Andy Ful

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Windows Defender slowdowns are well tested. All operations on many files (copying, moving, installing, etc.) will be slower with WD as compared to some good AVs. Windows Defender has poor optimization for already checked files. WD has also a slow and heavy full scan.
So, the test results will be dependent on how many files are involved and on the speed of the disk. Also a poor Internet connection can probably have some impact, because testing many files require transferring file metadata (and files sometimes) to the cloud.

On my computer (SSD + 8GB RAM) I can see the slowdowns when Windows Updates are performed in the system and for updates of Microsoft Store Apps.
Normally, WD should not have a visible impact on the performance, when doing daily tasks like: web browsing, reading/editing documents, playing media files, etc. If not, then there is some kind of the software/hardware incompatibility, and the user has to choose another AV.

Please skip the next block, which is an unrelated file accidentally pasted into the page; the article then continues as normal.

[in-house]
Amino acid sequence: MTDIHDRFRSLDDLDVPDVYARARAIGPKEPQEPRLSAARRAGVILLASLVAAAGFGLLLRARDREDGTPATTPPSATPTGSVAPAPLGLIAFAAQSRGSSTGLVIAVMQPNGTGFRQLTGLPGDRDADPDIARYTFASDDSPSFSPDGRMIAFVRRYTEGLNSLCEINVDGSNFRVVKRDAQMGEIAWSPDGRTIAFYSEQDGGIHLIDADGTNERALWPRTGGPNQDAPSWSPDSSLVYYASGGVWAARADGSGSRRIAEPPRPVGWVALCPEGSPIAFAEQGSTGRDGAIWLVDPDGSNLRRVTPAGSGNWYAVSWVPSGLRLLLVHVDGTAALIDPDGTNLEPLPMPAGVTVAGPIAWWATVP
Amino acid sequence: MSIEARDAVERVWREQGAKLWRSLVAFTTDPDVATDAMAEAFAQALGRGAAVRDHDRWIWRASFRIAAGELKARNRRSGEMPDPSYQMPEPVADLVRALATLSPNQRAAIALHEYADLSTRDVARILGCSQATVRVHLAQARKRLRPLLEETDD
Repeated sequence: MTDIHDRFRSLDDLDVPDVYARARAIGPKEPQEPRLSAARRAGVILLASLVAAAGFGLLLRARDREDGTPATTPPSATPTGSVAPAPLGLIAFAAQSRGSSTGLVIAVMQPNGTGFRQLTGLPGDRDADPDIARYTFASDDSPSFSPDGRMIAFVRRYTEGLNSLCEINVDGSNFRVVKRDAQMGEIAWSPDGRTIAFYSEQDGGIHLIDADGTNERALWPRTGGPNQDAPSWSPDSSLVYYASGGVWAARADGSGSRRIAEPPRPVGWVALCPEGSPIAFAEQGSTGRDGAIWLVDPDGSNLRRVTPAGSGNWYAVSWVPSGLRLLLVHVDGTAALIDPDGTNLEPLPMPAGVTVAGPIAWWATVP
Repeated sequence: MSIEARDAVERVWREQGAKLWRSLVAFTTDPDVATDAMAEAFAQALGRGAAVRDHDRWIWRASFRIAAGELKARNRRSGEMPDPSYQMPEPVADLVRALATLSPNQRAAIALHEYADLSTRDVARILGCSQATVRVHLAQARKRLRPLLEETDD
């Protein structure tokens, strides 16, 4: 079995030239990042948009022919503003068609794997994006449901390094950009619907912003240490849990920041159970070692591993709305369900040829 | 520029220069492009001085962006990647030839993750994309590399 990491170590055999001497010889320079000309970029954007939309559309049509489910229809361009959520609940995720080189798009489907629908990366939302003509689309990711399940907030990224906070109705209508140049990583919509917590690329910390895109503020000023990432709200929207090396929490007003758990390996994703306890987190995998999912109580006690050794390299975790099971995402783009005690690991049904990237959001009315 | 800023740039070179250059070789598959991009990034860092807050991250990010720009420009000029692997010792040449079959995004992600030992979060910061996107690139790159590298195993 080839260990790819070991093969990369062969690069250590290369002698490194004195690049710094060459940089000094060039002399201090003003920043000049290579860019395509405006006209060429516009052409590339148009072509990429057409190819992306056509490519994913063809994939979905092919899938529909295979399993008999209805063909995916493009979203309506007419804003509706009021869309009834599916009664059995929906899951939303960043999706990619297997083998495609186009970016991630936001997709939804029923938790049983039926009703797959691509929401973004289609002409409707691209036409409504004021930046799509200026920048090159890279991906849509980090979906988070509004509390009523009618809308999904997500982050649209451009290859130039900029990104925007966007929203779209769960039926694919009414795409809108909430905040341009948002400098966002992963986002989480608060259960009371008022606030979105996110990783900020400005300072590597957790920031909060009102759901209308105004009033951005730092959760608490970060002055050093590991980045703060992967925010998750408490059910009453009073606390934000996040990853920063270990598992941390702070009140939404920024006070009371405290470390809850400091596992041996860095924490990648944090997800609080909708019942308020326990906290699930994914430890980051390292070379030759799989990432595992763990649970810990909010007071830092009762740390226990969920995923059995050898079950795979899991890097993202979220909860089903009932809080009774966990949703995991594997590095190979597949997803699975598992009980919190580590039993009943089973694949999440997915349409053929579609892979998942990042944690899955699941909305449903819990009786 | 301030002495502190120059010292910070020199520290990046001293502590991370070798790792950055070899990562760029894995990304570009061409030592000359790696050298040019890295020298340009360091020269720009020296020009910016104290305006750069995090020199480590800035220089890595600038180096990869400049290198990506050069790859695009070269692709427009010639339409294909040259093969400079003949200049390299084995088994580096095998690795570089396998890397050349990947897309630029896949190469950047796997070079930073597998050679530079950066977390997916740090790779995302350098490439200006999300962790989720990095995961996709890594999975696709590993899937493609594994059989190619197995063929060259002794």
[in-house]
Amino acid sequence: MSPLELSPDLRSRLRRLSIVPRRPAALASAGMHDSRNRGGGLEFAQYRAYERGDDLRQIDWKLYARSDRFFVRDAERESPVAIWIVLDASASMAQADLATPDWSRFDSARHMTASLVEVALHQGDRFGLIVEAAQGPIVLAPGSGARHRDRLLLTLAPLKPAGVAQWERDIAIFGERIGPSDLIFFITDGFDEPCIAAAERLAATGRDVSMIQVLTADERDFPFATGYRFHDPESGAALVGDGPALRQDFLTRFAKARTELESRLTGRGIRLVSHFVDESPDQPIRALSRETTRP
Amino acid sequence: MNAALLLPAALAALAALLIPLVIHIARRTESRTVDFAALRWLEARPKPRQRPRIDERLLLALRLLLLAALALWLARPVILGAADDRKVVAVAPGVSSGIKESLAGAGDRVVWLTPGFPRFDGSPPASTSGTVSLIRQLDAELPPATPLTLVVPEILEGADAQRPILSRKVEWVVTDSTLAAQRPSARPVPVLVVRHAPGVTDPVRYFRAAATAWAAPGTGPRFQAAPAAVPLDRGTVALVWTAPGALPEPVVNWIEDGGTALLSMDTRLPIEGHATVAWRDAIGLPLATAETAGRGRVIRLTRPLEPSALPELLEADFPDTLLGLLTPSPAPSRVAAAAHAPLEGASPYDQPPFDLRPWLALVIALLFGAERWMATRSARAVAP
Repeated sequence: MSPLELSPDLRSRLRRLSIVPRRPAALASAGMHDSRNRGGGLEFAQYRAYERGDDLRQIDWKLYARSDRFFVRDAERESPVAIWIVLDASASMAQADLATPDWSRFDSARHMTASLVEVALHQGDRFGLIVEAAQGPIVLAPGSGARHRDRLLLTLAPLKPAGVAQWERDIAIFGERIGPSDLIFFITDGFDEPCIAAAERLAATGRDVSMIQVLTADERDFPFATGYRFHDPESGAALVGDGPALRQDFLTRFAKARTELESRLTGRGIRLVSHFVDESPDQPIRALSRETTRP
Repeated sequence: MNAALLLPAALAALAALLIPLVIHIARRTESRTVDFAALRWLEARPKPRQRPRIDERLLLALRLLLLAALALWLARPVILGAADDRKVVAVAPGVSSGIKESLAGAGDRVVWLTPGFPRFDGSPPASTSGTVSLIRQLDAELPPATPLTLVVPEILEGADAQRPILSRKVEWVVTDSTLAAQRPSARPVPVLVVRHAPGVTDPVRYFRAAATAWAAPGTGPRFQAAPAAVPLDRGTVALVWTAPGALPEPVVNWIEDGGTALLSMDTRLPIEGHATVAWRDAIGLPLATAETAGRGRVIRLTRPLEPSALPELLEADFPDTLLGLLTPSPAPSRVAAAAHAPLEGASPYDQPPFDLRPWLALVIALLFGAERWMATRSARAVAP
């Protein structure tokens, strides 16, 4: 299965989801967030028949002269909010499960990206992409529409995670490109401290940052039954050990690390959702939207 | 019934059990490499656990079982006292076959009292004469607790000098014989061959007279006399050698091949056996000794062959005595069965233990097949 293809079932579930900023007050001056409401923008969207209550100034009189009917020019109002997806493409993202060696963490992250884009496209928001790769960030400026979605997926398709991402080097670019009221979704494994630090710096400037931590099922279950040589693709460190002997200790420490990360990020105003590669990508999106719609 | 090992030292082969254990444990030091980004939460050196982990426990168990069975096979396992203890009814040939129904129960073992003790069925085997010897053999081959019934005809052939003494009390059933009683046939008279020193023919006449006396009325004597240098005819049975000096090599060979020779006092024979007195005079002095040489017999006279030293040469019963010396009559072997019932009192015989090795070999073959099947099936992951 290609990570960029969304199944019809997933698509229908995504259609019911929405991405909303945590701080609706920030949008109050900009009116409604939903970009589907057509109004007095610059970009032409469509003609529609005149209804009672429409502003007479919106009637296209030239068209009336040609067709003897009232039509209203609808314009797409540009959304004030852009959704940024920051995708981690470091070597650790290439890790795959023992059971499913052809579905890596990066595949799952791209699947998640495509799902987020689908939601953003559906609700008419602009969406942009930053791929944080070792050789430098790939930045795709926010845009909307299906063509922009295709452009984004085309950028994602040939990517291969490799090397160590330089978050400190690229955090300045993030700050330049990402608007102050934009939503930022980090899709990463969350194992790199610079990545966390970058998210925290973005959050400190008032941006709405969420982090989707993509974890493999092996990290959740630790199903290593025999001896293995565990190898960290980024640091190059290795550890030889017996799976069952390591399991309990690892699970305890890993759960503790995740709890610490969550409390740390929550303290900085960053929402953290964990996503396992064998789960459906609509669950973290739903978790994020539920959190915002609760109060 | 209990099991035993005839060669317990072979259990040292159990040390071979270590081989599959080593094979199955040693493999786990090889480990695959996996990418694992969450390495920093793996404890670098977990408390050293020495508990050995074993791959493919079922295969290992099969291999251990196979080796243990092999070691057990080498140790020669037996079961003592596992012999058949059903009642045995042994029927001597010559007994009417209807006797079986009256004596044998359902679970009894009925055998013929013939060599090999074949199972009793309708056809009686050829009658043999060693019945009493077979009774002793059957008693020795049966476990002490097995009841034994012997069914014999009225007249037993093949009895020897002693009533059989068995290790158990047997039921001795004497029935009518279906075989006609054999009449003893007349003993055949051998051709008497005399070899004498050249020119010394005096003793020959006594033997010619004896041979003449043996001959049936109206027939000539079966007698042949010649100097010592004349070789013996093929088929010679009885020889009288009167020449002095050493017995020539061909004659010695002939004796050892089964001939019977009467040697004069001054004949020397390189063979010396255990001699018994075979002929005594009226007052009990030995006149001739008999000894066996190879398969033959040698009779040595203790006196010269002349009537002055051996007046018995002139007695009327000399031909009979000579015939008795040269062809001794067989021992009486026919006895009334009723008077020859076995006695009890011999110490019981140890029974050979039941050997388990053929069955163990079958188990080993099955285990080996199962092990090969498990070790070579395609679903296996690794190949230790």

shmu26

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What i hate about WD is that virus defenitions are updated through windows updates, unless if user check for updates manually
The definitions update by themselves a few times a day, they are called "delta" updates.
 
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Andy Ful

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What i hate about WD is that virus defenitions are updated through windows updates, unless if user check for updates manually
You can set up a task to schedule the update, for example every hour
Update Windows Defender when Automatic Updates is disabled
Updating WD signatures in this way, would be advantageous only when working offline with unsafe content. When online, WD uses 'Block at first sight' feature, which has malware fingerprints long before the signatures will be created for them.
 
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